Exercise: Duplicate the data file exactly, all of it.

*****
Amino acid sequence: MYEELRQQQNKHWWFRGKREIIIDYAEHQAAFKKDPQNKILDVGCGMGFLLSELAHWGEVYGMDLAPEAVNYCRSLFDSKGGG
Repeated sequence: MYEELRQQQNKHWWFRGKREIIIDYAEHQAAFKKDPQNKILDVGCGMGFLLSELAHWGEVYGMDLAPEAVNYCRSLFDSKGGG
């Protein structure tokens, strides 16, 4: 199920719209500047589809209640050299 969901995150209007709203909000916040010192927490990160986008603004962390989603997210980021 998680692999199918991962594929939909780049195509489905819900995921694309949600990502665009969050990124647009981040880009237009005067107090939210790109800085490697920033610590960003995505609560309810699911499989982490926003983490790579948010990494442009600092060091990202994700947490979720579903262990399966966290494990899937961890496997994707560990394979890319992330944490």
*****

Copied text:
Amino acid sequence: MYEELRQQQNKHWWFRGKREIIIDYAEHQAAFKKDPQNKILDVGCGMGFLLSELAHWGEVYGMDLAPEAVNYCRSLFDSKGGG
Repeated sequence: MYEELRQQQNKHWWFRGKREIIIDYAEHQAAFKKDPQNKILDVGCGMGFLLSELAHWGEVYGMDLAPEAVNYCRSLFDSKGGG
């Protein structure tokens, strides 16, 4: 199920719209500047589809209640050299 969901995150209007709203909000916040010192927490990160986008603004962390989603997210980021 998680692999199918991962594929939909780049195509489905819900995921694309949600990502665009969050990124647009981040880009237009005067107090939210790109800085490697920033610590960003995505609560309810699911499989982490926003983490790579948010990494442009600092060091990202994700947490979720579903262990399966966290494990899937961890496997994707560990394979890319992330944490």